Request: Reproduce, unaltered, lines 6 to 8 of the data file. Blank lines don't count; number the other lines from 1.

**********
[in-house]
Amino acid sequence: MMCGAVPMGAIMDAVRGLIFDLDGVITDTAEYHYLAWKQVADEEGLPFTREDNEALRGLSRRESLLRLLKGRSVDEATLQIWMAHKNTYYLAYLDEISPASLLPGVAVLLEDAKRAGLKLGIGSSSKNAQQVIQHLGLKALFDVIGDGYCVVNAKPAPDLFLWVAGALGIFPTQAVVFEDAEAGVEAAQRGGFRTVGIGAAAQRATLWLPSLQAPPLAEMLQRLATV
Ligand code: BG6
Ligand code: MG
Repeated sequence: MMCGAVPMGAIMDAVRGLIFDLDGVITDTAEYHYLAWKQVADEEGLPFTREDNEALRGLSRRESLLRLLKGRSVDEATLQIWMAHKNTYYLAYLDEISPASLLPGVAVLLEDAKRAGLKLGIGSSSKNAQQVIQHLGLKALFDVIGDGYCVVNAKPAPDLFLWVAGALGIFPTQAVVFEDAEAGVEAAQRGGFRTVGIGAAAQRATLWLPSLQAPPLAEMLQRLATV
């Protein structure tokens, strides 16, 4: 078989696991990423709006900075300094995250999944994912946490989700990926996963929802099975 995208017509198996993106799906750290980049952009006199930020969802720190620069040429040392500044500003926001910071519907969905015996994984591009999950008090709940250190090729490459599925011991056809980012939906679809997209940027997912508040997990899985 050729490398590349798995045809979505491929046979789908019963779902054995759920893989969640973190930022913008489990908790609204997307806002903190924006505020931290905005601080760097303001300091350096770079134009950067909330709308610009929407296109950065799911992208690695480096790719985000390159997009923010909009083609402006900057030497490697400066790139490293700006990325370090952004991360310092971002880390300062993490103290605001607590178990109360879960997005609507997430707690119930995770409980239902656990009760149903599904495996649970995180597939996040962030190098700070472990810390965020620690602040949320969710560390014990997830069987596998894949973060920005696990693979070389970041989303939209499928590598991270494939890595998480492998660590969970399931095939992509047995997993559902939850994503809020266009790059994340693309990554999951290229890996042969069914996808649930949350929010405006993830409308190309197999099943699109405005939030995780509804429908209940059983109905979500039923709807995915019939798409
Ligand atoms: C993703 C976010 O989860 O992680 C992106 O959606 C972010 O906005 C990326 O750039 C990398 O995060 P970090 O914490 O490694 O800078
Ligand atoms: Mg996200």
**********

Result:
């Protein structure tokens, strides 16, 4: 078989696991990423709006900075300094995250999944994912946490989700990926996963929802099975 995208017509198996993106799906750290980049952009006199930020969802720190620069040429040392500044500003926001910071519907969905015996994984591009999950008090709940250190090729490459599925011991056809980012939906679809997209940027997912508040997990899985 050729490398590349798995045809979505491929046979789908019963779902054995759920893989969640973190930022913008489990908790609204997307806002903190924006505020931290905005601080760097303001300091350096770079134009950067909330709308610009929407296109950065799911992208690695480096790719985000390159997009923010909009083609402006900057030497490697400066790139490293700006990325370090952004991360310092971002880390300062993490103290605001607590178990109360879960997005609507997430707690119930995770409980239902656990009760149903599904495996649970995180597939996040962030190098700070472990810390965020620690602040949320969710560390014990997830069987596998894949973060920005696990693979070389970041989303939209499928590598991270494939890595998480492998660590969970399931095939992509047995997993559902939850994503809020266009790059994340693309990554999951290229890996042969069914996808649930949350929010405006993830409308190309197999099943699109405005939030995780509804429908209940059983109905979500039923709807995915019939798409
Ligand atoms: C993703 C976010 O989860 O992680 C992106 O959606 C972010 O906005 C990326 O750039 C990398 O995060 P970090 O914490 O490694 O800078
Ligand atoms: Mg996200």